A new study has found that parents are fine with the highly controversial HPV, or human papilloma virus, vaccine so long as the process came with an opt out option. The finding is a revelation that highlights the PR issues surrounding the beneficial vaccine.
The HPV vaccine is unique because it's the only one invented explicitly for the purpose of preventing cancer. It has full backing from the Centers for Disease Control and Prevention (CDC), which recommends the vaccine for boys and girls aged 11 and 12. Furthermore, it boasts one of the strongest safety records of any vaccine and is highly effective in preventing the infection that causes nearly all cervical cancer, 91 percent of anal cancer, 72 percent of the throat and neck cancers and a majority of vaginal, vulvar and penile cancers.
Yet, despite these impressive stats, a study published in Cancer Epidemiology, Biomarkers & Prevention has found that parents would only really be willing to have their children receive the vaccination if they could choose to opt out of it.
Specifically, 21 percent of respondents thought laws requiring the vaccine for school were a "good idea," yet that number rose significantly to 57 percent when questioned about how receptive they would be to the vaccinations should there be an "opt-out" provision attached.
"We were expecting a higher number of parents supporting vaccine requirements," said study author Wiliam Calo of the Department of Health Policy and Management at the Gillings School of Global Public Health at the University of North Carolina. "Twenty-one percent is a lot lower than we expected."
The parents' response is rather amusing too, because while adding an opt out option would make parents more receptive to the laws mandating the vaccination, it would also weaken them. However, those concerns are a ways off, because as things stand, Rhode Island, Virginia, and the District of Columbia are the only locations in the U.S. that require students to receive the HPV vaccine.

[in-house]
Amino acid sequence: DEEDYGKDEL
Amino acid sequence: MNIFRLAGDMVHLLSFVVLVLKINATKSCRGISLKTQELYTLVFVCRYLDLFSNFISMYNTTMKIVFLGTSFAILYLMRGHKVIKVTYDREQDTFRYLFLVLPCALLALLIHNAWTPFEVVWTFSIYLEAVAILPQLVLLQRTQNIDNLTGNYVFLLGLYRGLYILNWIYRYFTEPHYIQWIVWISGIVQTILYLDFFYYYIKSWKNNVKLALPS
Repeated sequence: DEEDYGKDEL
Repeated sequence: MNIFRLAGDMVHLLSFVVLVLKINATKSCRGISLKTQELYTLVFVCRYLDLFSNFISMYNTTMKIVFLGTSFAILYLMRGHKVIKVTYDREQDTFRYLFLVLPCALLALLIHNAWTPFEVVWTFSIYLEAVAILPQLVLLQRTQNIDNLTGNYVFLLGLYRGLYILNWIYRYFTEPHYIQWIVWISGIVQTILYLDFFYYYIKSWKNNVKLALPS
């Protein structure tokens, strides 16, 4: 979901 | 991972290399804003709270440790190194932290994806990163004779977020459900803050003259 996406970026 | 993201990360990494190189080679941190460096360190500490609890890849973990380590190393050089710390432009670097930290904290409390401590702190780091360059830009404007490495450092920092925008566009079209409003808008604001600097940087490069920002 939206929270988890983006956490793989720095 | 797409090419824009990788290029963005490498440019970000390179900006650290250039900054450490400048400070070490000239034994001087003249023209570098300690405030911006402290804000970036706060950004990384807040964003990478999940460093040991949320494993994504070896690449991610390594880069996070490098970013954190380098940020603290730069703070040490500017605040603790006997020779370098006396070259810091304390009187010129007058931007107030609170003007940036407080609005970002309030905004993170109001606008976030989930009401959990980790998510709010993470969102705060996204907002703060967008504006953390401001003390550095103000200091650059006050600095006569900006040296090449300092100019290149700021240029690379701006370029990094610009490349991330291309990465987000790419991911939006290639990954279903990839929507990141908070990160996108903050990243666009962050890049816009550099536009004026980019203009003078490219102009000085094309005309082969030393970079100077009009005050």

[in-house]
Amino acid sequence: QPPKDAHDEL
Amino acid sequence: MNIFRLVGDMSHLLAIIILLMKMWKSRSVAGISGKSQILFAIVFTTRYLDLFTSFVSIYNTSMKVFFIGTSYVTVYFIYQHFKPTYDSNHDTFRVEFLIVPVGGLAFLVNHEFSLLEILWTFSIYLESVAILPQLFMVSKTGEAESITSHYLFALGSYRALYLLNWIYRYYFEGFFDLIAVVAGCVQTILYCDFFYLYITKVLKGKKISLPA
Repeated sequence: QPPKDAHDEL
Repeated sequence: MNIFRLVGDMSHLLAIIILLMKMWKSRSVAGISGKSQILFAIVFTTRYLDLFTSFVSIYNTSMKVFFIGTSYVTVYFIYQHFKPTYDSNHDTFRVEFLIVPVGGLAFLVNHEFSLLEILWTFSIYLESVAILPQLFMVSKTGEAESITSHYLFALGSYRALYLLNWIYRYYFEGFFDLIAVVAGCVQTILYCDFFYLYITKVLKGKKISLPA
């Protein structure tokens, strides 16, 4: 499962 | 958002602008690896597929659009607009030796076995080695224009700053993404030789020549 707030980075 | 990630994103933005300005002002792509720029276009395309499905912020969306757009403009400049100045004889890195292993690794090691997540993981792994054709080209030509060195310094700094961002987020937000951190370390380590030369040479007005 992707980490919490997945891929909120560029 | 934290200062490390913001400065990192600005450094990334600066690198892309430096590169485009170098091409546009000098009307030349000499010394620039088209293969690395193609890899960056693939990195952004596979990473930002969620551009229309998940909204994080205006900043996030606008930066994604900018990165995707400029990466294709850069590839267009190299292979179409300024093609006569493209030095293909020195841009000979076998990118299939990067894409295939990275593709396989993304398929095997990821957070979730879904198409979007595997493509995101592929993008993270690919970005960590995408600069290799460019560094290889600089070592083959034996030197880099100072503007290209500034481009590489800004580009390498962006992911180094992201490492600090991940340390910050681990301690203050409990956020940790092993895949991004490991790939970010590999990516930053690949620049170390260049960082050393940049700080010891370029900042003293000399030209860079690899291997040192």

Considering that HPV infects approximately 80 million people, about 14 million per year, one would think that parents would be more receptive towards the vaccination. And the reason why they aren't is simple: they simply don't know enough about its benefits that would warrant their support.
Of those interviewed, only 40 percent believed the vaccine prevented cervical cancer, about 23 percent falsely believed the vaccine might cause long-term health problems, 33 percent felt they lacked enough information to decide whether to vaccinate their children, and another 33 percent thought drug companies were pushing it to increase profits.
Out of all those factors, the continued belief that the vaccinations would lead to long-term health problems is the most damaging. A simple Google search will yield an assortment of stories about how the vaccine has led to various health complications and even death.
As is the typical internet fashion, these stories were greatly overstated, according to the CDC, between June 2006 and September 2015 there were 117 deaths reported out of the 80 million doses of HPV vaccine given. What's more, the CDC also said that upon further review, none of those deaths could be directly linked to the vaccine.
"I'm not surprised," said Dr. Georges Benjamin, the executive director of the American Public Health Association. "There has been a terrible job of promoting it. The funds have not been there to promote the vaccine as part of a comprehensive vaccination program."
So without the funds, what can be done to promote the vaccine? Simple word of mouth. Physicians and other health care providers will need to better educate parents about HPV vaccination.
Photo: Partha S. Sahana | Flickr